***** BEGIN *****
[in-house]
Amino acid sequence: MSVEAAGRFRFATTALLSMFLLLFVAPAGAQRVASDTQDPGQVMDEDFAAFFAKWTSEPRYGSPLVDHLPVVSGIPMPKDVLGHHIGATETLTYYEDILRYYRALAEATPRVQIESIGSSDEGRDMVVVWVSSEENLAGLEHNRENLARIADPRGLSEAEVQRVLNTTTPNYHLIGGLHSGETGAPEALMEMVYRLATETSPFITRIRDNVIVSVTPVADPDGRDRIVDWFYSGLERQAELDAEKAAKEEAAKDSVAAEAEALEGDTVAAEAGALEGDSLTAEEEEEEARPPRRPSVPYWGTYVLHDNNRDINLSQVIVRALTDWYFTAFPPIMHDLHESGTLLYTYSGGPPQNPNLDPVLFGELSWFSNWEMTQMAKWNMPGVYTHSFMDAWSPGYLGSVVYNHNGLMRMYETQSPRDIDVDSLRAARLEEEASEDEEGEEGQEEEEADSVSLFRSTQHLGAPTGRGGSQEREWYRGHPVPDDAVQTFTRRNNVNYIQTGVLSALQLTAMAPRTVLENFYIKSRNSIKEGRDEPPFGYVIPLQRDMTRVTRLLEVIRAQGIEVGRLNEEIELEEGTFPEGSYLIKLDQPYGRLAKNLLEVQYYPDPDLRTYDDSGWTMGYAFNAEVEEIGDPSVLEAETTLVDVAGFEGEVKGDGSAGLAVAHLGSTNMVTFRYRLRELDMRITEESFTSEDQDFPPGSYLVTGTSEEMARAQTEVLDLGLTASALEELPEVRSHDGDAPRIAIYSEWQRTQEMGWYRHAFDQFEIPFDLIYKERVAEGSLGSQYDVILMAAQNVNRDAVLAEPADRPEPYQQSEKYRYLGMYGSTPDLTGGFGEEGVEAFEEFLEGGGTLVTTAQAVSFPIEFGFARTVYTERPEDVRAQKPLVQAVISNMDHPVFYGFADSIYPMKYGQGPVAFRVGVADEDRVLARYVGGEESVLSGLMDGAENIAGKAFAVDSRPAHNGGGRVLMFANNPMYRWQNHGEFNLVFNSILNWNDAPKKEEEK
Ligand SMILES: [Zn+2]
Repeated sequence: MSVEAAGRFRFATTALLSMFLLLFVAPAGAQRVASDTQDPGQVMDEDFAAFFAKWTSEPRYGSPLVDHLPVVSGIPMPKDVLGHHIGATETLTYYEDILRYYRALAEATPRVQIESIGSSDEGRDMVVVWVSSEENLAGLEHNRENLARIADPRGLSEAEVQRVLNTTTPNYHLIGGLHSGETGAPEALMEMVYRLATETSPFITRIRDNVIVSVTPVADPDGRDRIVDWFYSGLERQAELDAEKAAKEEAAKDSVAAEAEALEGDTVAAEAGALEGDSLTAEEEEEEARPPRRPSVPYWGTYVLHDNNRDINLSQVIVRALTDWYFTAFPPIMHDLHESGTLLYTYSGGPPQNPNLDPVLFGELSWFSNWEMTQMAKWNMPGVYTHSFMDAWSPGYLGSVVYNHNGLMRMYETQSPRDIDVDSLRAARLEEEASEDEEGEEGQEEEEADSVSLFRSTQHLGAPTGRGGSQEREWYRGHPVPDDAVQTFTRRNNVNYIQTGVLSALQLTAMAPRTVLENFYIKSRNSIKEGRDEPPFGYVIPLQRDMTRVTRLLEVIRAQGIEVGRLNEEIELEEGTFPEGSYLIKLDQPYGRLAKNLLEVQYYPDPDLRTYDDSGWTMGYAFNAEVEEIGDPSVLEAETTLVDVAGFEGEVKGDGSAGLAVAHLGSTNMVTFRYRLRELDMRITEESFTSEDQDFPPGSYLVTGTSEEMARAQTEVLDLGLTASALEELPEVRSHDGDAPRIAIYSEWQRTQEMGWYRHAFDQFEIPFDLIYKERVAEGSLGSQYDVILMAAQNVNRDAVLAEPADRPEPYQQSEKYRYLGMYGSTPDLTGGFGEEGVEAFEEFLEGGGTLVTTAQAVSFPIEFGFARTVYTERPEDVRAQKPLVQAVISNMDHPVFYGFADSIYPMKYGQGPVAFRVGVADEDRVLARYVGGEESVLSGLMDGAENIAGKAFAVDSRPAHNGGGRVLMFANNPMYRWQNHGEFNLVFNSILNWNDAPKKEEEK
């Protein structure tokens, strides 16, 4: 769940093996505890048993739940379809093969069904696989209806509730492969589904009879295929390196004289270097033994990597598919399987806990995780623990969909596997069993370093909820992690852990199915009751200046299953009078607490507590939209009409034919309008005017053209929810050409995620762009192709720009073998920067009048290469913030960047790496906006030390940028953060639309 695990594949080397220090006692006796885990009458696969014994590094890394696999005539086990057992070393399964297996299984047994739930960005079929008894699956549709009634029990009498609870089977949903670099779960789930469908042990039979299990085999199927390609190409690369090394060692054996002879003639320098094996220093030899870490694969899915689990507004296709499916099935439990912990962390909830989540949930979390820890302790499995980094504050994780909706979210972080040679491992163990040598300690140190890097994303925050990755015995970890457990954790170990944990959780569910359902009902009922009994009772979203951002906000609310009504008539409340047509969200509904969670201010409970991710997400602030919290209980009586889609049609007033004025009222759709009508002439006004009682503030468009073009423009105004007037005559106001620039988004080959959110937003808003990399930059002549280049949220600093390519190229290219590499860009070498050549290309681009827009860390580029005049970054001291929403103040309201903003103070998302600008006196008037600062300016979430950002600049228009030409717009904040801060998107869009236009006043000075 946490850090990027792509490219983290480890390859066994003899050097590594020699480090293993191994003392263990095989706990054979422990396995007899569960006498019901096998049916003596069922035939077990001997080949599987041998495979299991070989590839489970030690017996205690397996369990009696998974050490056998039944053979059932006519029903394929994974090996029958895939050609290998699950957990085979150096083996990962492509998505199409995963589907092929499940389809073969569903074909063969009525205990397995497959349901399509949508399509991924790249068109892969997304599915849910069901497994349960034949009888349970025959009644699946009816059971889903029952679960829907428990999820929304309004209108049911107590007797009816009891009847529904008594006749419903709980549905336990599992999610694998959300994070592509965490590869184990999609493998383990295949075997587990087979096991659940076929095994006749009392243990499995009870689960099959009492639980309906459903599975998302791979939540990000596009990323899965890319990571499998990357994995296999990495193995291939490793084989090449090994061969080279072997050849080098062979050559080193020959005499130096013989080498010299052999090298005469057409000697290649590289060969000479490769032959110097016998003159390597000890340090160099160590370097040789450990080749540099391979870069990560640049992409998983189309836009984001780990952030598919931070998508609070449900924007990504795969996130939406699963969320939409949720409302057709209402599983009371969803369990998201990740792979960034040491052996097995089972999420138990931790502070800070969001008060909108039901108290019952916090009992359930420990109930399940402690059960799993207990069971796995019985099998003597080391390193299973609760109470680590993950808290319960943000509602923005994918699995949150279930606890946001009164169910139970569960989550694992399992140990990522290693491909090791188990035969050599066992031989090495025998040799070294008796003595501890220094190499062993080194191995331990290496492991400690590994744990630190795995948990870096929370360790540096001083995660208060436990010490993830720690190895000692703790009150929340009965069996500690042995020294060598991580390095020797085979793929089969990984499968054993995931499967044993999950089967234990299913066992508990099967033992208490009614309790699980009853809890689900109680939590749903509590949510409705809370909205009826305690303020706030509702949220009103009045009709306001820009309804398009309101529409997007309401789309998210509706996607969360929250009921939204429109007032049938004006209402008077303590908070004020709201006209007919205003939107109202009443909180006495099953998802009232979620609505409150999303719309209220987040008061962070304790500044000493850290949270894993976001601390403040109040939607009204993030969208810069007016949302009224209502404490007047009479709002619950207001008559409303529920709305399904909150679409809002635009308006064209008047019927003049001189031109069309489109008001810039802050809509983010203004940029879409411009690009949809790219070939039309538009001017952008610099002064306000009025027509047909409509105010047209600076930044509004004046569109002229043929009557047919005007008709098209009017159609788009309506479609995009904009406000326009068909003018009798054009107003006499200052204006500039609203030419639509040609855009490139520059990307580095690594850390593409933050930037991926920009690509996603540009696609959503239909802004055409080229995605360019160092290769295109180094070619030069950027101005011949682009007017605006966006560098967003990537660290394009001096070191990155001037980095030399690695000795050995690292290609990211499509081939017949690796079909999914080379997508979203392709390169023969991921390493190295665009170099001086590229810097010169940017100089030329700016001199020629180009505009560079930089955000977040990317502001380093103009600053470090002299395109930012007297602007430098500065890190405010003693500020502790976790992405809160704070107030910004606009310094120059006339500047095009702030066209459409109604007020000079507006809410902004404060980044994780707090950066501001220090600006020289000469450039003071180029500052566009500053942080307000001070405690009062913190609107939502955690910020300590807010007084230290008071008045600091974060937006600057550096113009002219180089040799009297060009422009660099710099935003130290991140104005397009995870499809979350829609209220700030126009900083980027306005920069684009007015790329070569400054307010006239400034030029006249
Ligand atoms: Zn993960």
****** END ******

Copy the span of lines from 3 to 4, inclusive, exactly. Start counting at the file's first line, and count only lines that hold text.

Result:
Ligand SMILES: [Zn+2]
Repeated sequence: MSVEAAGRFRFATTALLSMFLLLFVAPAGAQRVASDTQDPGQVMDEDFAAFFAKWTSEPRYGSPLVDHLPVVSGIPMPKDVLGHHIGATETLTYYEDILRYYRALAEATPRVQIESIGSSDEGRDMVVVWVSSEENLAGLEHNRENLARIADPRGLSEAEVQRVLNTTTPNYHLIGGLHSGETGAPEALMEMVYRLATETSPFITRIRDNVIVSVTPVADPDGRDRIVDWFYSGLERQAELDAEKAAKEEAAKDSVAAEAEALEGDTVAAEAGALEGDSLTAEEEEEEARPPRRPSVPYWGTYVLHDNNRDINLSQVIVRALTDWYFTAFPPIMHDLHESGTLLYTYSGGPPQNPNLDPVLFGELSWFSNWEMTQMAKWNMPGVYTHSFMDAWSPGYLGSVVYNHNGLMRMYETQSPRDIDVDSLRAARLEEEASEDEEGEEGQEEEEADSVSLFRSTQHLGAPTGRGGSQEREWYRGHPVPDDAVQTFTRRNNVNYIQTGVLSALQLTAMAPRTVLENFYIKSRNSIKEGRDEPPFGYVIPLQRDMTRVTRLLEVIRAQGIEVGRLNEEIELEEGTFPEGSYLIKLDQPYGRLAKNLLEVQYYPDPDLRTYDDSGWTMGYAFNAEVEEIGDPSVLEAETTLVDVAGFEGEVKGDGSAGLAVAHLGSTNMVTFRYRLRELDMRITEESFTSEDQDFPPGSYLVTGTSEEMARAQTEVLDLGLTASALEELPEVRSHDGDAPRIAIYSEWQRTQEMGWYRHAFDQFEIPFDLIYKERVAEGSLGSQYDVILMAAQNVNRDAVLAEPADRPEPYQQSEKYRYLGMYGSTPDLTGGFGEEGVEAFEEFLEGGGTLVTTAQAVSFPIEFGFARTVYTERPEDVRAQKPLVQAVISNMDHPVFYGFADSIYPMKYGQGPVAFRVGVADEDRVLARYVGGEESVLSGLMDGAENIAGKAFAVDSRPAHNGGGRVLMFANNPMYRWQNHGEFNLVFNSILNWNDAPKKEEEK